A top Chinese diplomat has told the Philippines that relations between the two countries are at a "new turning point". Vice Foreign Minister Liu Zhenmin told a delegation from the Philippines foreign affairs committee that the ties had recently "sunk to a low edge for reasons everyone knows". Relations between the two countries have been strained over the South China Sea territorial dispute.
China was upset when the UN-backed Permanent Court of Arbitration ruled in favour of the Philippines in the sea dispute. Since the 12 July verdict, both the countries have been pushing hard to put back relations on track with Manila downplaying its victory.
China built artificial islands and runways threatening regional sovereignty and security of several nations that also have overlapping claims in the South China Sea.
Amid rising tensions with Beijing conducting joint military drills with Russia and patrolling the disputed waters, countries to the maritime dispute have tried to mend relations with China.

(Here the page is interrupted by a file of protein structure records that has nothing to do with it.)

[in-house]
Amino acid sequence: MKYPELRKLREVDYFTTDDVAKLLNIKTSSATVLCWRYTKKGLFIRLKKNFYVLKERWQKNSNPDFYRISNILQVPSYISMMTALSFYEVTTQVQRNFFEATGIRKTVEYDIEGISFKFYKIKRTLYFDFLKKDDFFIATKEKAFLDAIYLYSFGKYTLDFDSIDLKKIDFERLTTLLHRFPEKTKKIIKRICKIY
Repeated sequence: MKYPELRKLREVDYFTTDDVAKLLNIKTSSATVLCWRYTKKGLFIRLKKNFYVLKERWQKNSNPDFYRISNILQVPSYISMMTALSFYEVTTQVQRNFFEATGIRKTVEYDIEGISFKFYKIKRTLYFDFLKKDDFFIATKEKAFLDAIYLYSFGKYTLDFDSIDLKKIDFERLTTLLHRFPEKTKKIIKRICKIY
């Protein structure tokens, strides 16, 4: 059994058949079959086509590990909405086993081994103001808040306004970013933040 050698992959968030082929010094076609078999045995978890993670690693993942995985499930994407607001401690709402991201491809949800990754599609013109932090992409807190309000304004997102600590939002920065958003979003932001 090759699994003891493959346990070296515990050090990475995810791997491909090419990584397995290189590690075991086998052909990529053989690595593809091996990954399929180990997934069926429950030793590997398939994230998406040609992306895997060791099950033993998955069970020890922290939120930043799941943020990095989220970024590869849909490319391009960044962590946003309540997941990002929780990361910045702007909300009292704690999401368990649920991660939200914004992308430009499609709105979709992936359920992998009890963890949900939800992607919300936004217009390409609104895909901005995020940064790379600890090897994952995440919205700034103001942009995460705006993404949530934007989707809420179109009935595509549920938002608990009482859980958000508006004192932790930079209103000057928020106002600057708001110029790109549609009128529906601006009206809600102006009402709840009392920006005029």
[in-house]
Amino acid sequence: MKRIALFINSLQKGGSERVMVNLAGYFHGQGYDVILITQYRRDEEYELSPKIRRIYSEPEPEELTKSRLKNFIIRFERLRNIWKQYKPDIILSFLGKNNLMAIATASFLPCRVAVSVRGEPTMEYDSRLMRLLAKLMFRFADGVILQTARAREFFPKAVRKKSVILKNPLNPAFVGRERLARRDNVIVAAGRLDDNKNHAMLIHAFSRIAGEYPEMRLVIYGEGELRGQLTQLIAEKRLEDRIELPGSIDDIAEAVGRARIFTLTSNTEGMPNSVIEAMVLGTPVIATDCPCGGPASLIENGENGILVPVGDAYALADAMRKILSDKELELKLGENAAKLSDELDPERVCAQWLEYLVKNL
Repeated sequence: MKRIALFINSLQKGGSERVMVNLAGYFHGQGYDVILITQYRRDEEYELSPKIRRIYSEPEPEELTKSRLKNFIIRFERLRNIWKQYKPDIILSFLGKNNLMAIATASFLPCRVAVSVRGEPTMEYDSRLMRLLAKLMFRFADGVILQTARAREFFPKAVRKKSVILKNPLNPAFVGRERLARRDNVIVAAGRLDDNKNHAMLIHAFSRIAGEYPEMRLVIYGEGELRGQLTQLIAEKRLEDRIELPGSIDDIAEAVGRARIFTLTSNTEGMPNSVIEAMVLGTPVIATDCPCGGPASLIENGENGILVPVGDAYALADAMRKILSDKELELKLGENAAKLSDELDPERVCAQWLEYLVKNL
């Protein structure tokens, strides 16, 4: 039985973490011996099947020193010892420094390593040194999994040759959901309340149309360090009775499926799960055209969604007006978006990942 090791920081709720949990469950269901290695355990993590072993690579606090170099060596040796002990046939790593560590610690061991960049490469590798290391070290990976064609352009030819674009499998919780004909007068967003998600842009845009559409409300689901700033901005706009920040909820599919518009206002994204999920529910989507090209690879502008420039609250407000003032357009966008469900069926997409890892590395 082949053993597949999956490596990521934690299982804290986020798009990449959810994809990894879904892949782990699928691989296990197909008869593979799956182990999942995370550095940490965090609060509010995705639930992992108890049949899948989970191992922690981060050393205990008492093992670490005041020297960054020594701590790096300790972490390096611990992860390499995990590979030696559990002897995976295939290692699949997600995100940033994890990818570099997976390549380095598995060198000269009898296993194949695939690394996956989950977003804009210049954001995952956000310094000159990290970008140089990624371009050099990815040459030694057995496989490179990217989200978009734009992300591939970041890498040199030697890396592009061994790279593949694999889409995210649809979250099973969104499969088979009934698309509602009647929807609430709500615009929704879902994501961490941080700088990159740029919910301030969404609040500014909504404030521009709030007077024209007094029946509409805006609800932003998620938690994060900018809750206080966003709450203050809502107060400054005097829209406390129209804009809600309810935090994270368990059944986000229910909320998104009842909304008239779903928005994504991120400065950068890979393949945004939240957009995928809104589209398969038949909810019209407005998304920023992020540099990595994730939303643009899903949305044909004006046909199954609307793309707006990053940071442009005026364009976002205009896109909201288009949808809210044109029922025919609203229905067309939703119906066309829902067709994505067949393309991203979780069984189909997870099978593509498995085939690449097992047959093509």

Vietnam and China announced on Monday (12 September) that they would set aside differences to reach a peaceful resolution. Following Hanoi, Filipino President Rodrigo Duterte said on Tuesday (13 September) that he would not allow his country's forces to conduct joint patrols with the US or any other country in the hotly contested waters.
Duterte also announced that he was considering seeking Russia and China's help in purchasing weapons in an apparent snub to its long-time ally the US on which it has traditionally depended for its security needs.
"We do not go into a patrol or join any other army from now because I do not want trouble," the Associated Press quoted Duterte as saying. "I do not want to ride gung-ho style there with China or with America. I just want to patrol our territorial waters."